Renal disease in type I glycogen storage disease.
Although kidney enlargement occurs in Type I glycogen storage disease, renal disease has not been considered a major problem. Death from renal failure in three patients known to us prompted a study of renal function in this disorder. Of the 38 patients with Type I glycogen storage disease under our care, the 18 children under 10 years old had normal renal function. Fourteen of the 20 older patients (13 to 47 years) had disturbed renal function, manifested by persistent proteinuria; many also had hypertension, hematuria, or altered creatinine clearance. Progressive renal insufficiency developed in 6 of these 14 patients, leading to three deaths from renal failure. At the onset of proteinuria, creatinine clearance was increased in seven patients (3.05 +/- 0.68 ml per second per 1.73 m2 of body-surface area; range, 2.47 to 4.13 [normal range, 1.33 to 2.33 ml per second per 1.73 m2]). Renal biopsies were performed in three patients after an average of 10 years of proteinuria. All three biopsies demonstrated focal segmental glomerulosclerosis in various stages of progression. Our data suggest that chronic renal disease is a frequent and potentially serious complication of Type I glycogen storage disease. In addition to treating hypoglycemia vigorously, physicians should monitor renal function carefully in patients with this disorder.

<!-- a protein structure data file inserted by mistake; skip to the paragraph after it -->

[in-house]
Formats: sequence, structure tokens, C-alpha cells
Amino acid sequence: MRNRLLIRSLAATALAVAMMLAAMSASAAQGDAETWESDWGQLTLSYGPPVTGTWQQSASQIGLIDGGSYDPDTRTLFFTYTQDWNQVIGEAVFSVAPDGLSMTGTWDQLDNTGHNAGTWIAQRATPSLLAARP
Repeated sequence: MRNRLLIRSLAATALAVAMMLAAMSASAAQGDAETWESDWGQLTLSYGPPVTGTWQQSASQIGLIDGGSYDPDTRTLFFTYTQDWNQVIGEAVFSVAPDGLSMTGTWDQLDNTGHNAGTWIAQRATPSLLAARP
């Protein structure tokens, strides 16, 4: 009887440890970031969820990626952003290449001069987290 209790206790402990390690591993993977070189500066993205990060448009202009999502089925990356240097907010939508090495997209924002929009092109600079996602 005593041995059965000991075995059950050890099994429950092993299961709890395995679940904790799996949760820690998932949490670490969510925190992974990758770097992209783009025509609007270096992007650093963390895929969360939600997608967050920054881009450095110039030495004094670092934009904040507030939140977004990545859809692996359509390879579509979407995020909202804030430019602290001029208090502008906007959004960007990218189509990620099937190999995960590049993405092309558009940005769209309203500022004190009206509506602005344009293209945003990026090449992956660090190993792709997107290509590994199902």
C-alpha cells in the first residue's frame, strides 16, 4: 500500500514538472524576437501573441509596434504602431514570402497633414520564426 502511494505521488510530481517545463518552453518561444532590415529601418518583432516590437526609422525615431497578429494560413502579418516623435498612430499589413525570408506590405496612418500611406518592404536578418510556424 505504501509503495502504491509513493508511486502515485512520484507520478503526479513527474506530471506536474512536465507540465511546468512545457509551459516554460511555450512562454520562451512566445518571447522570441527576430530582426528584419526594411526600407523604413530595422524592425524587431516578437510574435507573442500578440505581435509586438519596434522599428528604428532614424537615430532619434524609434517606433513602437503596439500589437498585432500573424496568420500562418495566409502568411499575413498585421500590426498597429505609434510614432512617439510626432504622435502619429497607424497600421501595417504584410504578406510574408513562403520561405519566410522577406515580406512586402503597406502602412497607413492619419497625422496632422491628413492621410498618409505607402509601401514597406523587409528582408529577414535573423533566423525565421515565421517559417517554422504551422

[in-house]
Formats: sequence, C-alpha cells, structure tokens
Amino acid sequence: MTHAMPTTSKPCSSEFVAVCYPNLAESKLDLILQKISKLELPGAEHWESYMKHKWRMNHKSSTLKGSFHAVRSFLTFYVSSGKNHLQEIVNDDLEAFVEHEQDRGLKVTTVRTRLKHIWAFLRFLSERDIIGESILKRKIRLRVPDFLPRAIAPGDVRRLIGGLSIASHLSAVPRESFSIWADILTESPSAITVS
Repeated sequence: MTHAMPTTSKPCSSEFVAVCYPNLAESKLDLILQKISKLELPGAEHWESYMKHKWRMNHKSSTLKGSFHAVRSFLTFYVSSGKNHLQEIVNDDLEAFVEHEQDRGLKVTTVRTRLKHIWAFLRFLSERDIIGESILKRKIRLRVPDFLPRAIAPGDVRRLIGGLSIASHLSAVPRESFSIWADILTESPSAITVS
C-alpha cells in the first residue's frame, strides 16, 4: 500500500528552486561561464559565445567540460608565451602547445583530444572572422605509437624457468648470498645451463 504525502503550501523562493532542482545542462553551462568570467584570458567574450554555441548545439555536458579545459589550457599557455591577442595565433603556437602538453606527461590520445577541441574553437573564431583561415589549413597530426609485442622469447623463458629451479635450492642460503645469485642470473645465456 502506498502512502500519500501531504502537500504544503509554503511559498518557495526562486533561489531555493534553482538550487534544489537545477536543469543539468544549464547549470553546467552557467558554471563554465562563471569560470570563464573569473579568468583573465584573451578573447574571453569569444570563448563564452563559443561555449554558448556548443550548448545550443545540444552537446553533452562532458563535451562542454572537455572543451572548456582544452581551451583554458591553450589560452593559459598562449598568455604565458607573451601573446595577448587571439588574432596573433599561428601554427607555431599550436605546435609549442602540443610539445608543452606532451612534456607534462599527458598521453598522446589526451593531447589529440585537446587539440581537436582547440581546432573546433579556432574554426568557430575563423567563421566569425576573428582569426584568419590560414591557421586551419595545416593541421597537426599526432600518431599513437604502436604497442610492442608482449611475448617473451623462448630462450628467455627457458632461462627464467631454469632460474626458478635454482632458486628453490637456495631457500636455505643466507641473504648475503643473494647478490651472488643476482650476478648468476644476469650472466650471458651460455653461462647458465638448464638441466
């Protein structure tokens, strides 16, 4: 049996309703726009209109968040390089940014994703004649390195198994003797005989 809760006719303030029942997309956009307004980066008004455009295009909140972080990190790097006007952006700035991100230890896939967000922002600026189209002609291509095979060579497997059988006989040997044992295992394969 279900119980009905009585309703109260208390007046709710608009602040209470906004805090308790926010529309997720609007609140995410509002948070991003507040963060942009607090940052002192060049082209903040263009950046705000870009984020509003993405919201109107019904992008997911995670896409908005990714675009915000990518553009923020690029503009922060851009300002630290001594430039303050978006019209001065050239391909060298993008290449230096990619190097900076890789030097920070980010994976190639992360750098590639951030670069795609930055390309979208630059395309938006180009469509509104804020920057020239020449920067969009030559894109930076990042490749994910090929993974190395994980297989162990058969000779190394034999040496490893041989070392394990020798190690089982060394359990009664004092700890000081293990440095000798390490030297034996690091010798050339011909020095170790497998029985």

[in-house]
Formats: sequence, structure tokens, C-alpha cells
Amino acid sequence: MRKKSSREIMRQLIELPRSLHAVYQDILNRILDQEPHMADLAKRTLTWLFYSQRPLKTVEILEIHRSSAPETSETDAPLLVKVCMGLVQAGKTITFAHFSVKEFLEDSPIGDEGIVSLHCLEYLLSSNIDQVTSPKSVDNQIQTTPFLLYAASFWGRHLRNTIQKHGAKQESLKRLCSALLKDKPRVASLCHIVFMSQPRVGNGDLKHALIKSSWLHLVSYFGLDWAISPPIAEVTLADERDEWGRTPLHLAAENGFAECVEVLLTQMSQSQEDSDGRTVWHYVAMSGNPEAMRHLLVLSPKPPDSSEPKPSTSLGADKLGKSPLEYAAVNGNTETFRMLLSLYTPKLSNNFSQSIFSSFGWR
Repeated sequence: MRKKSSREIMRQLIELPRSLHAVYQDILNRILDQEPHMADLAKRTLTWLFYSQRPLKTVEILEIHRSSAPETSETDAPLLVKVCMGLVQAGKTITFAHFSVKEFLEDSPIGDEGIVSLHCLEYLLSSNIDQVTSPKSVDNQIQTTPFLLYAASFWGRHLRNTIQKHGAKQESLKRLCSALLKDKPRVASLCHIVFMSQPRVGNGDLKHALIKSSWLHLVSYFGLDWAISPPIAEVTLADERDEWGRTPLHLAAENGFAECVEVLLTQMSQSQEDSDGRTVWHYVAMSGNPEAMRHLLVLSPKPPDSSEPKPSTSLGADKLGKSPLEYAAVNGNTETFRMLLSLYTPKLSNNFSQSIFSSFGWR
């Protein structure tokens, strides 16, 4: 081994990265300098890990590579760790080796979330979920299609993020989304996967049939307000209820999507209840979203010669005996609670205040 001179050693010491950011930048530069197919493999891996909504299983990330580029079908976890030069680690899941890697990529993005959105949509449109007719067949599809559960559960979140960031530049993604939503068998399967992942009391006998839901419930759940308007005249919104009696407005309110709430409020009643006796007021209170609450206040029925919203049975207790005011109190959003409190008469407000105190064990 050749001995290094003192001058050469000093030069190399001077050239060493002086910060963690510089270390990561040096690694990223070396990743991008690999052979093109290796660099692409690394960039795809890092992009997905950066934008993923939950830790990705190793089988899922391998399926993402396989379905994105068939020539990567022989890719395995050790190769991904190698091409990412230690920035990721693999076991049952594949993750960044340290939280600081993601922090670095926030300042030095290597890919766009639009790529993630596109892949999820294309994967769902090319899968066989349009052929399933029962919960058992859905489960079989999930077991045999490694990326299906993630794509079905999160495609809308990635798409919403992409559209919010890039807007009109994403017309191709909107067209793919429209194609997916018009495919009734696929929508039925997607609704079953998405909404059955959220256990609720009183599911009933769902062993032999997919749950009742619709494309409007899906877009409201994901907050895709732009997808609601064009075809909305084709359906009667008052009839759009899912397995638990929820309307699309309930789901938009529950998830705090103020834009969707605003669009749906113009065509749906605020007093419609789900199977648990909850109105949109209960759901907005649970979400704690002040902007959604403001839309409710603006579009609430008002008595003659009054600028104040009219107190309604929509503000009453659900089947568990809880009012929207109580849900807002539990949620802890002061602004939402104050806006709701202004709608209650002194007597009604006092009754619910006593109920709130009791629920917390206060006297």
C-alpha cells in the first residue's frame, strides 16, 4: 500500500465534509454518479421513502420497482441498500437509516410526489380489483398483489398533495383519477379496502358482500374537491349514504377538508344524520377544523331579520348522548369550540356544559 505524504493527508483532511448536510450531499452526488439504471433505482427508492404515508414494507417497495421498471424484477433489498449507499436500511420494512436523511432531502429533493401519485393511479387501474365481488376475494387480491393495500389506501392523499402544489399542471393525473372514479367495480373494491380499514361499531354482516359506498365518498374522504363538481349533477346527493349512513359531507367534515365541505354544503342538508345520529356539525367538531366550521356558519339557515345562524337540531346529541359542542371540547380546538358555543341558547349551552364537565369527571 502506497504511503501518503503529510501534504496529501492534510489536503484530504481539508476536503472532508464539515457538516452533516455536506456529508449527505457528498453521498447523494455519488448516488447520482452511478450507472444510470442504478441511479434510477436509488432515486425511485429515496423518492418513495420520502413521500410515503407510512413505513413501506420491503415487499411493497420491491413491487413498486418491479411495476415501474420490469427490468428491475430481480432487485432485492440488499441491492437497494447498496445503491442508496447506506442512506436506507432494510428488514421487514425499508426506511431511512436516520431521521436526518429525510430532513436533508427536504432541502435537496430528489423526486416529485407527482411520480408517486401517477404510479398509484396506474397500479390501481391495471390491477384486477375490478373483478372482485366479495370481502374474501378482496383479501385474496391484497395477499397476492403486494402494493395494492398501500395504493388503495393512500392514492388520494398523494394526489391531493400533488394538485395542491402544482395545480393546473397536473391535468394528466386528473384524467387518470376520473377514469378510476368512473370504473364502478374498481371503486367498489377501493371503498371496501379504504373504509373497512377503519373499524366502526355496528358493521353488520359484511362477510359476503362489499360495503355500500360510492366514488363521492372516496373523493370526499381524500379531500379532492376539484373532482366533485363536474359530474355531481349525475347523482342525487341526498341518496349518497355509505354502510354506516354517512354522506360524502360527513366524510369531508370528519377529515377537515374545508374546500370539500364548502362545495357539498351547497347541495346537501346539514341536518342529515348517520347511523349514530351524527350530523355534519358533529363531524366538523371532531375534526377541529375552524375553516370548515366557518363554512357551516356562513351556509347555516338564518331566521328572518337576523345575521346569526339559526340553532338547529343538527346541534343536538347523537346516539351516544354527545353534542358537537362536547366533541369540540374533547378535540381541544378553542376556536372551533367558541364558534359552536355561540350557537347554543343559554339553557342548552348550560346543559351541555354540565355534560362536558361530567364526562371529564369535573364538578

Chen, YT; Coleman, RA; Scheinman, JI; Kolbeck, PC; Sidbury, JB
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